Monthly Archives: November 2011
The National Labor Relations Board held it’s scheduled vote on whether to adopt a small number of the amendments to its election procedures that the Board proposed earlier this year. View the resolution here. An explanation of the resolution is available here. Chairman Pearce released a statement on the resolution, which is available here.
The meeting of the Board’s three members, was held at NLRB headquarters in Washington at 2:30pm EST, and was open to the public, although the public could not participate. Members discussed and voted on a resolution to accept the Chairman’s proposals, proceed to draft a final rule limited to those proposals, and defer the remainder of the proposed rule for further consideration.
Boeing Co. has signed a four-year labor contract with its machinists union that may secure a second 787 assembly line in South Carolina, The Seattle Times reported Wednesday, citing anonymous sources. Chicago-based Boeing is in court defending the new plant from accusations by the National Labor Relations Board that it was built illegally to punish the union for a 2008 strike. A final decision on whether the NLRB will cease its lawsuit will be up to the agency. The new labor deal, forged secretly and 10 months before the current contract expires, ensures the next-generation 737 will be built in Washington state, and includes a signing bonus and annual wage increases of about 2%, The Seattle Times said. Ratification is planned for later this week. Source: MarketWatch.com.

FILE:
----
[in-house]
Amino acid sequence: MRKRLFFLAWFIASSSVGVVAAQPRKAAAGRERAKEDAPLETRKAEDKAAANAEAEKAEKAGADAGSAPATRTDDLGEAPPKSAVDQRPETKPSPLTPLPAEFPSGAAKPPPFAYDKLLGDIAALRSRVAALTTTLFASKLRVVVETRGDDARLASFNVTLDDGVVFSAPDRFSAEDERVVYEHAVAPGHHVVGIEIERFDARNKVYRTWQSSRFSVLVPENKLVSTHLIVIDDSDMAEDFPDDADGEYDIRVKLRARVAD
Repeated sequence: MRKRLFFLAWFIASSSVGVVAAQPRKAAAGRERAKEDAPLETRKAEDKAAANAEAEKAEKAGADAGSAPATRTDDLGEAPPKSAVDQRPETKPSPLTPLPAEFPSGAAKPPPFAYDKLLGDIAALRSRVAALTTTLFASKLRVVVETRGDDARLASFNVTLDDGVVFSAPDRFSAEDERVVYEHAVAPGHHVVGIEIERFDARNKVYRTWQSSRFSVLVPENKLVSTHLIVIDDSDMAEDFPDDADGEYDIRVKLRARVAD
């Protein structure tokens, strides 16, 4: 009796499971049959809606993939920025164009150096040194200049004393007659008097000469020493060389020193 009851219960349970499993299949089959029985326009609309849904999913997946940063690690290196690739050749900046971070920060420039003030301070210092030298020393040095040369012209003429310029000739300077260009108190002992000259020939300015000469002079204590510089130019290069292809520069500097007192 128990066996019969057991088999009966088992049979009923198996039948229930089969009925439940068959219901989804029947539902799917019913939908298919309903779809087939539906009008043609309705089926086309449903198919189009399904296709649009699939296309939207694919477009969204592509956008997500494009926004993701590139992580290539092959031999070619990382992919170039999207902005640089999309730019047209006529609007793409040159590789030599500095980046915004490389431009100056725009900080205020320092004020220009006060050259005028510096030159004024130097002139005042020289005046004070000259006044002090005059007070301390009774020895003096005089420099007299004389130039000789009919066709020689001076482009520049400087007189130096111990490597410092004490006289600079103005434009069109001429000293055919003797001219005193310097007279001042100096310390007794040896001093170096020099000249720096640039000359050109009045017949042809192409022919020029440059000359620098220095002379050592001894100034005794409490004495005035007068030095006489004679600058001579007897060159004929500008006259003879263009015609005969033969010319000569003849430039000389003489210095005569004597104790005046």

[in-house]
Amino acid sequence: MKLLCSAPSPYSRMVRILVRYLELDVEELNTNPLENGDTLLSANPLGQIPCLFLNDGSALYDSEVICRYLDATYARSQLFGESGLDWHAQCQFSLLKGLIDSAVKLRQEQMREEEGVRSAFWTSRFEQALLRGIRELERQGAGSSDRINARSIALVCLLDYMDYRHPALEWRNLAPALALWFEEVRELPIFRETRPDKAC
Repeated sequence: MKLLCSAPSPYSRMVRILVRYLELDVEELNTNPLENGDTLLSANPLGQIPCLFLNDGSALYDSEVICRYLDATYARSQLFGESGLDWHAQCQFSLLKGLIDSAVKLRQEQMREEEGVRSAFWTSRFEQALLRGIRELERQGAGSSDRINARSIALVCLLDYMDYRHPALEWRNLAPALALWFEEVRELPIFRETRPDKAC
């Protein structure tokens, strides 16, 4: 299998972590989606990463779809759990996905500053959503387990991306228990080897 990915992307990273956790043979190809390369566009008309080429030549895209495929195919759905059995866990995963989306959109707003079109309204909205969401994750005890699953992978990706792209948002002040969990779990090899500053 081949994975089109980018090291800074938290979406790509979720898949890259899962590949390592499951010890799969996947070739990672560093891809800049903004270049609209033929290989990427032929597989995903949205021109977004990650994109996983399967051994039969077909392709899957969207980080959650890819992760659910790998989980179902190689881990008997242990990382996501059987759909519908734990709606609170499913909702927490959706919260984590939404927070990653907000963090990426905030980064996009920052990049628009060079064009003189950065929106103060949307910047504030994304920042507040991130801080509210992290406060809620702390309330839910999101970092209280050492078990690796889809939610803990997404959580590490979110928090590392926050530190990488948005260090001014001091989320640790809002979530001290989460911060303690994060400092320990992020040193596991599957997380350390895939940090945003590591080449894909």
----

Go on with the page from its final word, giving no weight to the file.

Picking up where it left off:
America’s unemployment rate is still stuck at 9 percent and nearly 14 million people are out of work, yet since the recession ended, job losses have fallen well below their pre-recession rates. So why are so many still out of work? Record-low job creation is the problem.
In a new paper, Heritage’s James Sherk explains that unemployment remains high because job creation has fallen. In the following chart, you can see how private-sector employment would have changed if job creation returned to pre-recession levels in June 2009. (Article continued below infographic.)
Unfortunately, the economic picture today isn’t as bright as it is in the above alternate reality. Sherk lays out the numbers behind the poor job growth.
From the recession’s onset to the first quarter of 2009, private job creation fell by 24 percent to 5.8 million jobs. That was the lowest quarterly job creation on record. Since then, job creation has only slightly recovered. In the first quarter of 2011, employers created just 6.3 million new jobs—1.3 million fewer jobs than in the quarters before the recession began.
Fewer existing businesses are expanding, while fewer entrepreneurs are starting new businesses. In the first quarter of 2011, the number of workers hired in new business establishments fell to just 660,000, 27 percent fewer than when the recession began. This is the lowest number of workers hired at new businesses that the Bureau of Labor statistics has ever recorded—lower even than the worst points of the recession.
The drop in hiring at new businesses has occurred because entrepreneurs are starting fewer enterprises and because they are hiring fewer workers per new enterprise. The average number of workers hired at new establishments fell to 3.6 per business in Q1 2011, also the lowest on record.